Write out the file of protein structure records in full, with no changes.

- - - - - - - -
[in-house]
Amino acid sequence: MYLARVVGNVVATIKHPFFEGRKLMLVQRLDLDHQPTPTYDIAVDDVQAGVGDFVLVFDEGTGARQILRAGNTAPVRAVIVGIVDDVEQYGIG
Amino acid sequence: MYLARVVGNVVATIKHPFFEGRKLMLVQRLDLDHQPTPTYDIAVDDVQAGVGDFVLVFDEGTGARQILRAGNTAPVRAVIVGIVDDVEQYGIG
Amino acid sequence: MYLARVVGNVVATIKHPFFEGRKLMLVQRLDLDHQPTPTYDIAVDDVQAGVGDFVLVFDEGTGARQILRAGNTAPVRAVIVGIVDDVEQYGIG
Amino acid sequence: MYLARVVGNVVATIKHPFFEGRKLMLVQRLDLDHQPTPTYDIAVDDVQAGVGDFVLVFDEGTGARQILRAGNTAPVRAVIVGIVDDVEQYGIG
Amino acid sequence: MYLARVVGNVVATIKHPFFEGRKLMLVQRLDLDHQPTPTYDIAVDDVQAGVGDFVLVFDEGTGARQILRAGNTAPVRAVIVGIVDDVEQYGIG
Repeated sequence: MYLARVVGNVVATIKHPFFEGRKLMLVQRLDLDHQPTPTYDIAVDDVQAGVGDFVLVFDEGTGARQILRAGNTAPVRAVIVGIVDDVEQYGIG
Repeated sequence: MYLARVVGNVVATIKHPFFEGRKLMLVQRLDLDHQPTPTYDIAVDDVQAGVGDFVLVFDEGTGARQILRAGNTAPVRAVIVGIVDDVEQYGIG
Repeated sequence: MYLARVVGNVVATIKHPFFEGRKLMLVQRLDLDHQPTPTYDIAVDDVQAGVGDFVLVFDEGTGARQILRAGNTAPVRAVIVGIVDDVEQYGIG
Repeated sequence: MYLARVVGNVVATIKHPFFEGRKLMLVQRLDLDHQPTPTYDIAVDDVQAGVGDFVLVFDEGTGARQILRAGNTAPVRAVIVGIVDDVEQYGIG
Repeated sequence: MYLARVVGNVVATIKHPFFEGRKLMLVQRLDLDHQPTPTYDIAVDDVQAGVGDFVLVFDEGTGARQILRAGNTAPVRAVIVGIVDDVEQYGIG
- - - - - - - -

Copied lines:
[in-house]
Amino acid sequence: MYLARVVGNVVATIKHPFFEGRKLMLVQRLDLDHQPTPTYDIAVDDVQAGVGDFVLVFDEGTGARQILRAGNTAPVRAVIVGIVDDVEQYGIG
Amino acid sequence: MYLARVVGNVVATIKHPFFEGRKLMLVQRLDLDHQPTPTYDIAVDDVQAGVGDFVLVFDEGTGARQILRAGNTAPVRAVIVGIVDDVEQYGIG
Amino acid sequence: MYLARVVGNVVATIKHPFFEGRKLMLVQRLDLDHQPTPTYDIAVDDVQAGVGDFVLVFDEGTGARQILRAGNTAPVRAVIVGIVDDVEQYGIG
Amino acid sequence: MYLARVVGNVVATIKHPFFEGRKLMLVQRLDLDHQPTPTYDIAVDDVQAGVGDFVLVFDEGTGARQILRAGNTAPVRAVIVGIVDDVEQYGIG
Amino acid sequence: MYLARVVGNVVATIKHPFFEGRKLMLVQRLDLDHQPTPTYDIAVDDVQAGVGDFVLVFDEGTGARQILRAGNTAPVRAVIVGIVDDVEQYGIG
Repeated sequence: MYLARVVGNVVATIKHPFFEGRKLMLVQRLDLDHQPTPTYDIAVDDVQAGVGDFVLVFDEGTGARQILRAGNTAPVRAVIVGIVDDVEQYGIG
Repeated sequence: MYLARVVGNVVATIKHPFFEGRKLMLVQRLDLDHQPTPTYDIAVDDVQAGVGDFVLVFDEGTGARQILRAGNTAPVRAVIVGIVDDVEQYGIG
Repeated sequence: MYLARVVGNVVATIKHPFFEGRKLMLVQRLDLDHQPTPTYDIAVDDVQAGVGDFVLVFDEGTGARQILRAGNTAPVRAVIVGIVDDVEQYGIG
Repeated sequence: MYLARVVGNVVATIKHPFFEGRKLMLVQRLDLDHQPTPTYDIAVDDVQAGVGDFVLVFDEGTGARQILRAGNTAPVRAVIVGIVDDVEQYGIG
Repeated sequence: MYLARVVGNVVATIKHPFFEGRKLMLVQRLDLDHQPTPTYDIAVDDVQAGVGDFVLVFDEGTGARQILRAGNTAPVRAVIVGIVDDVEQYGIG